Morning Constitutional – Monday, 23 February 2015

Good morning, everybody. Here’s your morning constitutional:

Homeland Security Secretary Jeh Johnson warned that if a new budget for DHS is not passed by Congress, the shutdown of his department may harm states’ response to threats and weather events.

What the Homeland Security funding battle tells us about the power of the presidency and Congress.

Six days after taking office, Defense Secretary Ash Carter convened a war council in Kuwait to discuss the administration’s strategy for dealing with Islamic State militants with generals, diplomats and intelligence officials.

Ukrainian officials say they have not been able to withdraw heavy war equipment like they promised because rebels were still attacking.

Top nuclear officials from Iran and the U.S. join talks to limit Iran’s nuclear program.

While Venezuela’s economic crashes, President Nicolás Maduro cracks down on opposition.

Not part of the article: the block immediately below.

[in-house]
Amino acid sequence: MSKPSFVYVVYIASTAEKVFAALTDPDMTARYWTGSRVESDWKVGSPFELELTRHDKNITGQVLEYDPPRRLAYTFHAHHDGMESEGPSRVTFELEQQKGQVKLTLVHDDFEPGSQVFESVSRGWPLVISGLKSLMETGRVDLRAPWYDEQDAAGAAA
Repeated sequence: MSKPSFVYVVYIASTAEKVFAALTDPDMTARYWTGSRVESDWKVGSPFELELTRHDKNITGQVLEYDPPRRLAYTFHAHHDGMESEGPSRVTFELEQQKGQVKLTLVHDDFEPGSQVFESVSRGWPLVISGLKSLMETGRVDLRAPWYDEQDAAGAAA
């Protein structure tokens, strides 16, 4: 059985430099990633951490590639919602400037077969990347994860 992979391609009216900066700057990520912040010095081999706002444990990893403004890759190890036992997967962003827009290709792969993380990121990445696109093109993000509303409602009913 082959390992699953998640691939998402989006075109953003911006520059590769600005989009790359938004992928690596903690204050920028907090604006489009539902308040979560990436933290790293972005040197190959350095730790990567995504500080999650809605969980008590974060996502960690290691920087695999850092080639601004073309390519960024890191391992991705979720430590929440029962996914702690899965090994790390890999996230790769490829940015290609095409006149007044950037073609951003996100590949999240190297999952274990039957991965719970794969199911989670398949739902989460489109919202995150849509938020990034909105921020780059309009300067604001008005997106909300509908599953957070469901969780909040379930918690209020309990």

Police in the Maldives have arrested former president Mohamed Nasheed on terrorism charges. Nasheed was the Maldives’s first democratically elected president before being forced out of office in a coup.

Labor Secretary Tom Perez helped negotiate an end to a standoff between the Pacific Maritime Associations and the International Longshore and Warehouse Union.

A plunge in grain prices has led many tenant farmers in the U.S. Midwest to breach lease contracts.

Wisconsin Governor Scott Walker’s anti-union law has pretty much crippled unions in Wisconsin.

Why critics often successfully disassociate President Obama with “America.”

Facebook’s new privacy policy still violates a European consumer protection law.

Cable channels are actually speeding up shows to fit in more commercials.

Finally, North Korea has banned foreigners from coming to the Pyongyang marathon over Ebola fears.


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